When Mississippi's PGA Tour stop began so humbly 48 years ago, organizers called it the Magnolia State Classic.
With nearly half a century of history, it now seems perfectly clear a more appropriate name was available: The Monsoon Open.
The tournament has been played in spring, summer and fall. It has been played at three sites, has experienced four name changes, five different sponsors and one constant: rain.
This year's Sanderson Farms Championship was no different and further proof that no Farmer's Almanac, nor Weather Channel, is necessary when it comes to the PGA Tour and Mississippi. What you need is this: a big, sturdy umbrella and galoshes. At least, this year, no boats were needed. That has been the case in the past.
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You know this year's deal. Mid-Mississippi had experienced a summer-long drought. Yards were dying. Trees were stressed. Flowers were parched. Lakes were down. We were under a rare burn ban. And then came time for the Sanderson Farms Championship and, of course, nearly a foot of rain.
But here's what you need to know about the Sanderson Farms Championship. It persevered. It always does. The tournament Sports Illustrated once dubbed "The little golf tournament that could" still does.
This year, the best news came before the tournament ever began: Joe Sanderson, CEO of the sponsoring food corporation, last week announced a 10-year contact extension with the PGA Tour to continue the tournament through 2026.
The cheers you hear are from Century Club Charities and Batson Children's Hospital at University of Mississippi Medical Center. Last year, the tournament raised $1.4 million for charities, including a $1.1 million check for the children's hospital.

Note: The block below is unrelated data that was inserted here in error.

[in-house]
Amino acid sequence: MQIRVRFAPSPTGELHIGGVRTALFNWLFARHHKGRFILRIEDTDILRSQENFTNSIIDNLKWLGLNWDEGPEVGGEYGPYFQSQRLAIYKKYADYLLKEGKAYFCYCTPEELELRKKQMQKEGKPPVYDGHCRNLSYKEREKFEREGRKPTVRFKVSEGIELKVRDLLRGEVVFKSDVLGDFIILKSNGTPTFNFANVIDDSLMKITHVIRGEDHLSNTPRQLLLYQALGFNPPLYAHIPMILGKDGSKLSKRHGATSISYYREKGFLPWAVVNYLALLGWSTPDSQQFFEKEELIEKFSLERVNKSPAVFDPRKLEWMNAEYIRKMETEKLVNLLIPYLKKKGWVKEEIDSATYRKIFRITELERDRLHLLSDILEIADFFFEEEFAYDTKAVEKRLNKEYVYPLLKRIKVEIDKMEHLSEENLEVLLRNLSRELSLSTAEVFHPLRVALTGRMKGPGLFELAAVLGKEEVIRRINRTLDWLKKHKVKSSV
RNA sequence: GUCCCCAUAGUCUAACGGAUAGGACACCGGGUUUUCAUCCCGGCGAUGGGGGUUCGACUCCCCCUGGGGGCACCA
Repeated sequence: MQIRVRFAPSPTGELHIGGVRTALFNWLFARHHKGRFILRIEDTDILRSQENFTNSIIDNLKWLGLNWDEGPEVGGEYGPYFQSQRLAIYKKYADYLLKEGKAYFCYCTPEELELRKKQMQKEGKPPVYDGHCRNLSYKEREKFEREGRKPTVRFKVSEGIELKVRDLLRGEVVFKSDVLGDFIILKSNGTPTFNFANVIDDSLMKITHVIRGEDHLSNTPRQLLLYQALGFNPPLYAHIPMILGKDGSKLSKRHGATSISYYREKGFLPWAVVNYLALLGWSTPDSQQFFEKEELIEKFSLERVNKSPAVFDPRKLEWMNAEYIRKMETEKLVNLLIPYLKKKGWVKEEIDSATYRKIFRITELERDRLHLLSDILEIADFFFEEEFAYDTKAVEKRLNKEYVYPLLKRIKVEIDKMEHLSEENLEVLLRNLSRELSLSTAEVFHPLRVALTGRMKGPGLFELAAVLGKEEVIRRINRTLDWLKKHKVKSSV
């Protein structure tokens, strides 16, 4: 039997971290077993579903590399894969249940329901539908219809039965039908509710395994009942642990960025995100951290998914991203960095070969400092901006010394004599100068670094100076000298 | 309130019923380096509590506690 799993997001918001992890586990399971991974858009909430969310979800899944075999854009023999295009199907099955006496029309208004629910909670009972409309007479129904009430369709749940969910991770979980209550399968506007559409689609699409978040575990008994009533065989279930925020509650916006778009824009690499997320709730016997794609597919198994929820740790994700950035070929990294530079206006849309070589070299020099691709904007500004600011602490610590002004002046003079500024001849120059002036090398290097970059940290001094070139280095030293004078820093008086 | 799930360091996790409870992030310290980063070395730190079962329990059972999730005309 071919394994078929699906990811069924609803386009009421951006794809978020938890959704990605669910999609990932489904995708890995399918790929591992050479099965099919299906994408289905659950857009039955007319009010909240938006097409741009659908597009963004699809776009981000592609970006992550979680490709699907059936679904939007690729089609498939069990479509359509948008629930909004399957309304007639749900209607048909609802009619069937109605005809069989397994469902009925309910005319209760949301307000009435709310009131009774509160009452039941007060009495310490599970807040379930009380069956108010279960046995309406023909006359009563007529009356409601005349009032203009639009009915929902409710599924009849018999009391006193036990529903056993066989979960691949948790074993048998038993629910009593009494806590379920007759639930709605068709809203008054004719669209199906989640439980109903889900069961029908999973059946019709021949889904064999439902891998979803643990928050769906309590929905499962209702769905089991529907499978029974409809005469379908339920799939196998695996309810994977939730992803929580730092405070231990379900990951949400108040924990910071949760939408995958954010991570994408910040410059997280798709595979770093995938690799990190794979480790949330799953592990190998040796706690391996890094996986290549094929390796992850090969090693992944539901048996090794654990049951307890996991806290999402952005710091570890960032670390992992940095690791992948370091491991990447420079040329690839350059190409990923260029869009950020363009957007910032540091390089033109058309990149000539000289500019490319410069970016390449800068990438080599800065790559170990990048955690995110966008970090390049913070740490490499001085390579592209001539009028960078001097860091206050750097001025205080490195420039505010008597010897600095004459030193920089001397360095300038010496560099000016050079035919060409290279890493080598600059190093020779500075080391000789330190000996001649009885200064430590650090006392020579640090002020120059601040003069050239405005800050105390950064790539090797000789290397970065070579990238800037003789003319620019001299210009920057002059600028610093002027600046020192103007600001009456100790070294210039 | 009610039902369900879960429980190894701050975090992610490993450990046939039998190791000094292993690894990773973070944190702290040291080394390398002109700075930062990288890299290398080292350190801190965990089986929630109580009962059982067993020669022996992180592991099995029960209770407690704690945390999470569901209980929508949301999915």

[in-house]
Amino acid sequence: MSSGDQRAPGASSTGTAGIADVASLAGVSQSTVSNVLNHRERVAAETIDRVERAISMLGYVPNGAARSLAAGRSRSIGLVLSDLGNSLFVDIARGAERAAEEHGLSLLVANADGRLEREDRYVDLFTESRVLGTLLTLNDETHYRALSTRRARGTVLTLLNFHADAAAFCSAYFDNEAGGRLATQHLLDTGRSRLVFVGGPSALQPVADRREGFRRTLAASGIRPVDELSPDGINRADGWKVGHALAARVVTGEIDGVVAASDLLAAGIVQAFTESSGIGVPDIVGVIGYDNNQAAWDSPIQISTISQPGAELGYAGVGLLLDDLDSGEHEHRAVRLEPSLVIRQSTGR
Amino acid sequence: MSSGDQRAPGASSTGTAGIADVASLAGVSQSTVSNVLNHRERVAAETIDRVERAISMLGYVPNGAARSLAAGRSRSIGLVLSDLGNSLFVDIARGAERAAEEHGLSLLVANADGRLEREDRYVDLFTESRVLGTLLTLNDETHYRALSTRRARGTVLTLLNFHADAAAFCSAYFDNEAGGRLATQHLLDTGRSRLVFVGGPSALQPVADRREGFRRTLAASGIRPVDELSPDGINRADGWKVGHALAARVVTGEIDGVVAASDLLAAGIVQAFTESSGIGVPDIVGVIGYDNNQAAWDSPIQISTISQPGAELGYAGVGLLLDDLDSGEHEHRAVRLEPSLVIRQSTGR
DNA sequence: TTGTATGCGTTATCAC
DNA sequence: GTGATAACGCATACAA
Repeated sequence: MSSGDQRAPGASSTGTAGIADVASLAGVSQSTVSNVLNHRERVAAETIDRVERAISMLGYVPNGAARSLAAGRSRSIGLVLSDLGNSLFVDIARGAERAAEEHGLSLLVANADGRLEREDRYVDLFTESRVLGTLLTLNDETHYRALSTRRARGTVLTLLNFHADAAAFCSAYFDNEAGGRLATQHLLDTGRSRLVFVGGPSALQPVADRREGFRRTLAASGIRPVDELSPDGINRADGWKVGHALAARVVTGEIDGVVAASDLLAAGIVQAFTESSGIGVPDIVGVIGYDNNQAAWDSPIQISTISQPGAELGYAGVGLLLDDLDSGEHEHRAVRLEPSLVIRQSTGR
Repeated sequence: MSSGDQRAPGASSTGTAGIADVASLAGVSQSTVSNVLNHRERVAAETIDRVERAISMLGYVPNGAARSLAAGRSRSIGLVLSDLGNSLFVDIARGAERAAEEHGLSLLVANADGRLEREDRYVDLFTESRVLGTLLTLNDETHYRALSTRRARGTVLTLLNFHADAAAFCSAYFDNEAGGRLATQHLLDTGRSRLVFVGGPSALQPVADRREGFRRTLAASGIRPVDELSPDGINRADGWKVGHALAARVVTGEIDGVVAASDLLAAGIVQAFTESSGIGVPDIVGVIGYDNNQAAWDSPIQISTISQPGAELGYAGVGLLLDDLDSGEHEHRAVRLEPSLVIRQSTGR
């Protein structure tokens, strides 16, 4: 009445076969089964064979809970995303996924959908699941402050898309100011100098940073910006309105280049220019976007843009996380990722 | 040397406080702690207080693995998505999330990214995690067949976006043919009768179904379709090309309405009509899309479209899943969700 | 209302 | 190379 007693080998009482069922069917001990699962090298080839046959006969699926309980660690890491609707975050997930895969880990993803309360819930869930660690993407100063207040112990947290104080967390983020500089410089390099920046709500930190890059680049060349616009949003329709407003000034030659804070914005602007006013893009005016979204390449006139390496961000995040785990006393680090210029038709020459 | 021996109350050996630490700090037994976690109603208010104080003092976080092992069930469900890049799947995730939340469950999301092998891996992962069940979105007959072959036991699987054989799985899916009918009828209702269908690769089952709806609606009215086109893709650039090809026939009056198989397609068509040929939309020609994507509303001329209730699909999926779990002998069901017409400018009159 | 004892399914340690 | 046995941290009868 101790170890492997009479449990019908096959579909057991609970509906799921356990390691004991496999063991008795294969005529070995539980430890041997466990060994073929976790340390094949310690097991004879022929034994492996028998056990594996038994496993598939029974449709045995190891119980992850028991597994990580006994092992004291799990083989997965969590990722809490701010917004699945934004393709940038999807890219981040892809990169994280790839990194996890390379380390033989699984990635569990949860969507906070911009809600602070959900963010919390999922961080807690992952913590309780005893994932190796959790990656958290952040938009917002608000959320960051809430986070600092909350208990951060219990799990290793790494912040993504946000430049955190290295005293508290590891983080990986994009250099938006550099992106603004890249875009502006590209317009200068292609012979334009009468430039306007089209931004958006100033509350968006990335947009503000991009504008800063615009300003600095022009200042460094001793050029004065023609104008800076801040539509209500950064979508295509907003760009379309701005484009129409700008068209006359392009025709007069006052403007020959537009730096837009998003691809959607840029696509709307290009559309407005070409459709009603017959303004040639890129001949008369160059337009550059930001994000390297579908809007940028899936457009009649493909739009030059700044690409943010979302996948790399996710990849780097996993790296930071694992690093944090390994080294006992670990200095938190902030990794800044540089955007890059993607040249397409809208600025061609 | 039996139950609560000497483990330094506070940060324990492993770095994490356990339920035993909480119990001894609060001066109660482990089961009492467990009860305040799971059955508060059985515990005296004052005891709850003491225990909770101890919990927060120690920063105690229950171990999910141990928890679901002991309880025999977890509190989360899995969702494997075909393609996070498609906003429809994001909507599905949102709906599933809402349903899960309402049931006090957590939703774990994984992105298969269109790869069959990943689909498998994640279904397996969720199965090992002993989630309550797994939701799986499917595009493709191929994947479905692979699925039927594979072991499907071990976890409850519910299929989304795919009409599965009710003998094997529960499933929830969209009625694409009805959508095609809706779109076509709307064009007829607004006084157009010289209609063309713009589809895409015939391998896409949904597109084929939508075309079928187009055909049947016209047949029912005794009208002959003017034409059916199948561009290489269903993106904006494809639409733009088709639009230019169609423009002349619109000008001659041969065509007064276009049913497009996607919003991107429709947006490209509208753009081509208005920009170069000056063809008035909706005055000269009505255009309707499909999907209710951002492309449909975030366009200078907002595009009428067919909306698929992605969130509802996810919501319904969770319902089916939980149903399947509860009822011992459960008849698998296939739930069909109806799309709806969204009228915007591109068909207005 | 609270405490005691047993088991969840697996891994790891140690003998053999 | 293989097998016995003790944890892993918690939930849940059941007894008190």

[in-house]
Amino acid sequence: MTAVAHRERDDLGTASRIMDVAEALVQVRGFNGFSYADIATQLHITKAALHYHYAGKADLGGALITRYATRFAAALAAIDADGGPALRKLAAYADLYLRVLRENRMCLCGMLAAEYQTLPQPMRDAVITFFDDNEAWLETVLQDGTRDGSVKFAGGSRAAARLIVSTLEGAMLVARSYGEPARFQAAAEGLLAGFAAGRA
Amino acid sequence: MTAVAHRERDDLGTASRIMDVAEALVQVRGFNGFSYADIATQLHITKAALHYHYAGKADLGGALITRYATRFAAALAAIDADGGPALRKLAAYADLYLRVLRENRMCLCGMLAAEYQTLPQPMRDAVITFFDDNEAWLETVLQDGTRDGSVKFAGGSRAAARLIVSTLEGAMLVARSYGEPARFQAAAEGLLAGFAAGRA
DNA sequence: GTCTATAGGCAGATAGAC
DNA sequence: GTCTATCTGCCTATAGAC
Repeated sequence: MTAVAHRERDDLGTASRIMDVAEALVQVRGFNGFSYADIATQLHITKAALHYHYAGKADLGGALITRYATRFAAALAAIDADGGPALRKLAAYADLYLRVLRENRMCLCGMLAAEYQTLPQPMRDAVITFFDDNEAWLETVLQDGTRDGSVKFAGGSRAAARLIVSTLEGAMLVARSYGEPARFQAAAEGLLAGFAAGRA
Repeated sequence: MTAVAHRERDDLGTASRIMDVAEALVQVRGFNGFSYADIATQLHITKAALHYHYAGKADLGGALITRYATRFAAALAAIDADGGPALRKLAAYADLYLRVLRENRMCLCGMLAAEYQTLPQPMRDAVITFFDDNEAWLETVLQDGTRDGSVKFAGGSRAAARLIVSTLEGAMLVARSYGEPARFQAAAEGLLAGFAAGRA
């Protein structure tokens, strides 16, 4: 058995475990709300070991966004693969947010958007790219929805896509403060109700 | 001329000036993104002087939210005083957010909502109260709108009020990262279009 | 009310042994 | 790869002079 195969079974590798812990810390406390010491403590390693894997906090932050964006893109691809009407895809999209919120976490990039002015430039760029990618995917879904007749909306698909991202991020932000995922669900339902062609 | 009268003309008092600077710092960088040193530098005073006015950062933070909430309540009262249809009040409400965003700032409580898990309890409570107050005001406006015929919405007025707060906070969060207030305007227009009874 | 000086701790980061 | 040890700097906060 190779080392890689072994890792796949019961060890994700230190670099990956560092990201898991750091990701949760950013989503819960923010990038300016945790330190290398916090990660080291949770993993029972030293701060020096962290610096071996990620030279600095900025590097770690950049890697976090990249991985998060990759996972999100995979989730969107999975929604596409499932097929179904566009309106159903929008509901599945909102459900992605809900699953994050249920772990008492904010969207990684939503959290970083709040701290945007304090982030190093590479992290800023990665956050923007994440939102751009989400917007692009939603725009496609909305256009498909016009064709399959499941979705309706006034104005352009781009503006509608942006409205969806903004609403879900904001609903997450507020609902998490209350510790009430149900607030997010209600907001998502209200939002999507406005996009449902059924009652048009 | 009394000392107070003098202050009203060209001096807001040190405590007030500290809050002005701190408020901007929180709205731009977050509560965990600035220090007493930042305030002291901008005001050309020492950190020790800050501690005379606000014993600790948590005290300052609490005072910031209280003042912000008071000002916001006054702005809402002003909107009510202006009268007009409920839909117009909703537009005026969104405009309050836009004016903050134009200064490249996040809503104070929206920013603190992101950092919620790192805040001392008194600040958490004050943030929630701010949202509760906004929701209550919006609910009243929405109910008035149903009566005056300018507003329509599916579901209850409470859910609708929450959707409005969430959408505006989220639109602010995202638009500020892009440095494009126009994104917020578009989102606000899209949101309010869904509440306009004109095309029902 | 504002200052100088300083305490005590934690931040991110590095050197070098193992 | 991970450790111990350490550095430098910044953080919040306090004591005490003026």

Mississippi Sports Hall of Famer Robert Morgan of Hattiesburg, the tournament's executive director for the first 38 years, kept this tournament alive through thick, lots of thin and a couple floods. Morgan just wouldn't let it die. But it finally seemed doomed three years ago.
Enter Sanderson, the 68-year-old self-avowed golf enthusiast, who injected both money and energy. He originally signed on for four years, and this was the third.
That's not how he normally does business, Sanderson says.
"We don't do short-term deals," Sanderson said. "Everything we do with our customers, our employees, our growers, our city, is long-term. So when we discussed this, we had no fear of a 10-year commitment."
Sanderson is nothing if not committed. He is surely the only tournament CEO in professional golf who writes personal thank-you notes to the non-exempt, no-name golfers who go through pre-tournament qualifying. He's hands-on, across the board. He personally thanks the volunteers. Heck, he even thanks the caddies.
In 2014, for the first time in a long time, the tournament experienced perfect weather. We saw what a first-class PGA Tour tournament could be like in early November at Country Club of Jackson. You only needed an umbrella if you wanted to block the sunshine.
The Farmer's Almanac would tell you that's what the weather is supposed be like this time of the year in this part of the world.
So maybe, despite the history, this year was an anomaly. Maybe, for the next 11 years, we'll experience the sunny, breezy "sweater weather" the first week of November normally brings.
Rain or not, Mississippi's PGA Tournament is good through 2026. The little tournament that could is not so little any more. What began as a $20,000 experiment is now a $4.1 million reality -- with a guaranteed future.